Son of Rambugh

So we went to the cinema earlier on a Media Studies Trip. British Cinema was the name of the day (Indeed, that was the theme of the festival they were running…I think anyway, it wasn’t exactly heavily publicised).

The movie? Son of Rambow. Wow. I would never have imagined a film with such an off the wall, bonkers plot could be so hopelessly formulaic. Writer-Director Garth Jennings seemed to have a passable idea, but he singularly failed to deliver on it, never mind turn it into something worthwhile.

Great directors can take a serviceable plot and make a classic (Examples might include Jaws for Spielberg, Star Wars for Lucas and Sleepy Hollow for Burton). Okay directors can take serviceable ideas and make acceptable movies (The Superman Series springs to mind). Awful directors do this.

So apart from being formulaic what’s wrong with Rambow? Well, the whole exercise is simplistic. Jennings seems content to point his camera with all the eye for framing and excitement of his characters – in whose defense, are children. Jennings takes no risks and makes liberal use of filming cliches. It’s pretty bleak.

It doesn’t help that the whole thing seems kind of pointless. It feels like Mr. Jennings is trying to make a touchy-feely piece. But when almost all his characters are male and most of the few whoa re not are either contemptible or asexual, the whole thing comes across as rather odd. Not even gay, which would be somewhat interesting. It’s a movie about friendship…But none of the friendships make much sense.

Why’s that? Leaps of logic. Alfonso Cuaron’s Harry Potter and the Prisoner of Azkaban suffered similar problems, but was at least well made to make up for it. Here, the way the lead is rather blindly lead by his eventual friend makes little sense.

Less sensical is the fact that he befriends the guy in the first place. The two are utterly incompatible. Well, actually, they only start that way. Lee, who starts out as a jerk and a bully, suddenly becomes a victim and a sympathetic figure.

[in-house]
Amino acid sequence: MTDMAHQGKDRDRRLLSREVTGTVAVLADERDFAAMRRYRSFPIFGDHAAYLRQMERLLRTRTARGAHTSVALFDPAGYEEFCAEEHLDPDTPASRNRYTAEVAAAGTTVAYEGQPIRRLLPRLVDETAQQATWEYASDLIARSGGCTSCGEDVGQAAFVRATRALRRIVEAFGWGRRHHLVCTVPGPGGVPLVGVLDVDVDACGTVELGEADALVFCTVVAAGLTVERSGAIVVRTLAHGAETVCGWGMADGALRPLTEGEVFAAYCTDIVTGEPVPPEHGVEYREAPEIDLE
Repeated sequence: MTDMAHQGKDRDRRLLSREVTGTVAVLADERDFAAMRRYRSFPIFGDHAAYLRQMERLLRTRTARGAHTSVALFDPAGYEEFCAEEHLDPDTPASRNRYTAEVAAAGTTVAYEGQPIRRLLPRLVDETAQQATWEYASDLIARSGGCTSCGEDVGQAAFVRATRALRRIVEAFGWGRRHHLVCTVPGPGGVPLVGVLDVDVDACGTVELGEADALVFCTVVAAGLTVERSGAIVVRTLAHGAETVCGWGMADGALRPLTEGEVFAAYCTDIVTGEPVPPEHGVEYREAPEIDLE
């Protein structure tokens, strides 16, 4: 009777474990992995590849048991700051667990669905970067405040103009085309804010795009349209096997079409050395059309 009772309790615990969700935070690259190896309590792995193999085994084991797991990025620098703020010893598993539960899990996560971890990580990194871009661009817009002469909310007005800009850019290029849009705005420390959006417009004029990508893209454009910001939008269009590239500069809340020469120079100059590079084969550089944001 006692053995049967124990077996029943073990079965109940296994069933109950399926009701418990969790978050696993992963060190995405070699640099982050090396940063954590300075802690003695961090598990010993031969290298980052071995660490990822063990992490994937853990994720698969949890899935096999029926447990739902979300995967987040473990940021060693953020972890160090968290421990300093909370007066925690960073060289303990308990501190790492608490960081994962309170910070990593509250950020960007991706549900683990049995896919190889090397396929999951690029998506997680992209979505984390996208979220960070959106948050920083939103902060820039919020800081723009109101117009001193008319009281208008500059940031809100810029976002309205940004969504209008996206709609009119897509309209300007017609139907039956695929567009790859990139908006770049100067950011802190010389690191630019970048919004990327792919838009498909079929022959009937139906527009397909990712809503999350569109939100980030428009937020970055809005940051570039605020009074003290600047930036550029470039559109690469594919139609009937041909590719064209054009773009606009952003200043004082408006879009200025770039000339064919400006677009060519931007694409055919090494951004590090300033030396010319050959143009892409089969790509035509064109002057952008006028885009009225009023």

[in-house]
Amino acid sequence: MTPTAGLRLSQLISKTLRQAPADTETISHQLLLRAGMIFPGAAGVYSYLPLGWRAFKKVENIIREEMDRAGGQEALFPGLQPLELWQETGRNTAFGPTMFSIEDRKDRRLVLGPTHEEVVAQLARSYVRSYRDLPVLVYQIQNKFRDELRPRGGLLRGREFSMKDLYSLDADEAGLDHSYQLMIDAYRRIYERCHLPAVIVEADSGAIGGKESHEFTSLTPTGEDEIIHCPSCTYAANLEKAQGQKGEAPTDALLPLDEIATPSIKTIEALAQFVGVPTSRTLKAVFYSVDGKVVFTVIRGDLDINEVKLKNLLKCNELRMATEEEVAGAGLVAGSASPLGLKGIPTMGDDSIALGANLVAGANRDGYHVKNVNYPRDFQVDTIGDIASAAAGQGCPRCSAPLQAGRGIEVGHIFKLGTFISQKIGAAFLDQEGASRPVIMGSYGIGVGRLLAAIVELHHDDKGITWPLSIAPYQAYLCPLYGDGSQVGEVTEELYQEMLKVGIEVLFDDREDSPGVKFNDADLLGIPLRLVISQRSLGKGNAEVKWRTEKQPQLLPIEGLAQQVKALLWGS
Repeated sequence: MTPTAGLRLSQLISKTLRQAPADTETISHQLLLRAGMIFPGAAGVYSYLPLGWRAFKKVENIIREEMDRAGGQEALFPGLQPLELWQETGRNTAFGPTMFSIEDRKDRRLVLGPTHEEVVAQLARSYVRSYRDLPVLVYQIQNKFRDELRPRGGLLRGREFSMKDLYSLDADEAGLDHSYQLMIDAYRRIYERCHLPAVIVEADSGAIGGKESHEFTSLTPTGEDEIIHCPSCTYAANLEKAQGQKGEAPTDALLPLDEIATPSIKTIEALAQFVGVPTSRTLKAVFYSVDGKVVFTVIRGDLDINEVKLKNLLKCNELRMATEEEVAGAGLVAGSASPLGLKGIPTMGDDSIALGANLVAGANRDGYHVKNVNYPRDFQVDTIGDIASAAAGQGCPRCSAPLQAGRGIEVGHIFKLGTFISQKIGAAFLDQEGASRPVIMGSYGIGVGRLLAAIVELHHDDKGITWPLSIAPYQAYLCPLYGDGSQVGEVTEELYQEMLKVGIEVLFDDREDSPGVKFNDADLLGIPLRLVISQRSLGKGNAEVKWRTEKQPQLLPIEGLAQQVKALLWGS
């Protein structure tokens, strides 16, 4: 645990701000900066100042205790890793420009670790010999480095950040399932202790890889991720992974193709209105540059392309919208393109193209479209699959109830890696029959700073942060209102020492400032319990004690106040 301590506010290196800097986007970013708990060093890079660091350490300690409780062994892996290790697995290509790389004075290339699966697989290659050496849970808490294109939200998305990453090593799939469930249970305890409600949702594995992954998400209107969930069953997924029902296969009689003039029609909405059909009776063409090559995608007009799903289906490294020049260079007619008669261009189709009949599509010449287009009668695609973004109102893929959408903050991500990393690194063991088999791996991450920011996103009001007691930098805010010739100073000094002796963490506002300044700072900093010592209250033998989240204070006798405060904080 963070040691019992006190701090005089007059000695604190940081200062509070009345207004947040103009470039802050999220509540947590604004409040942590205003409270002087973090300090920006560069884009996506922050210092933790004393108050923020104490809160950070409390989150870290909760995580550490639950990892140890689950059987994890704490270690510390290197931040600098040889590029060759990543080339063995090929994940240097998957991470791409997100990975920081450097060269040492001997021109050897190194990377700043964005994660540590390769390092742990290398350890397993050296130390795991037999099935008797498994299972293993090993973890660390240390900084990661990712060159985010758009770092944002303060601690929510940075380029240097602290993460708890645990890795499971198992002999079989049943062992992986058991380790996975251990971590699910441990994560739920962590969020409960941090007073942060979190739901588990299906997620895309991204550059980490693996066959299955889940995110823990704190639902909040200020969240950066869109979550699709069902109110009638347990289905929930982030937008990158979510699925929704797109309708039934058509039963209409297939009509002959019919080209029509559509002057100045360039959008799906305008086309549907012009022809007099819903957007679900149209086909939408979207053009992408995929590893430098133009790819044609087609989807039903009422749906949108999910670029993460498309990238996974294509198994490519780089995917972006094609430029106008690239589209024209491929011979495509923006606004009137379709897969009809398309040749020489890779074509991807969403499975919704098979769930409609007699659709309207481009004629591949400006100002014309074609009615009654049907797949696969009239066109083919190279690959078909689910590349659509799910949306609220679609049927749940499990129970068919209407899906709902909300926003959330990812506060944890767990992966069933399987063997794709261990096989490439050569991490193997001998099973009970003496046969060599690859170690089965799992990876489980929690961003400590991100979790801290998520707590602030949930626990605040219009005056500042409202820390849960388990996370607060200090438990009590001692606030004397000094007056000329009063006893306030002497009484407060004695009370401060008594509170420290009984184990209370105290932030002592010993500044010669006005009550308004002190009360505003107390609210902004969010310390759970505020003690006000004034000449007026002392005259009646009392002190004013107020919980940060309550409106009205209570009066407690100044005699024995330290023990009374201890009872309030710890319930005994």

It’s a device used throughout the film – even paradoxically. For example we learn that Lee’s brother is nasty to him. But then we learn that Lee’s mother causes him no end of problems. So that’s two instances of passing the blame.

Jennings manages to paint about 7 characters as villains. Of them, 3 are redeemed with deus ex machina (This is particularly true of the out-of-place French boy Didier – and if you want to know why he’s out of place, it’s not cos he’s French, it’s because he’s a product of the modern era, not the film’s setting). Another 2 villains are minor characters with maybe 4 speaking parts between them.

Ultimately, by the end of the movie, you’ve seen everything coming from the first few moments of exposure to the various characters. It’s a snooze-fest and it doesn’t help that few of the characters are endearing. You like them well enough in some ways, but you won’t come out caring what happens to them after the film.

Nor will you care much about anything the film says or does. Notably, some of the messages the film tries to send are debunkings of old-fashioned ideals which seem ridiculous even by being mentioned, which makes the whole movie seem a trifle pointless.

Son of Rambow has some pretty good jokes in it, but ultimately it falls flat.

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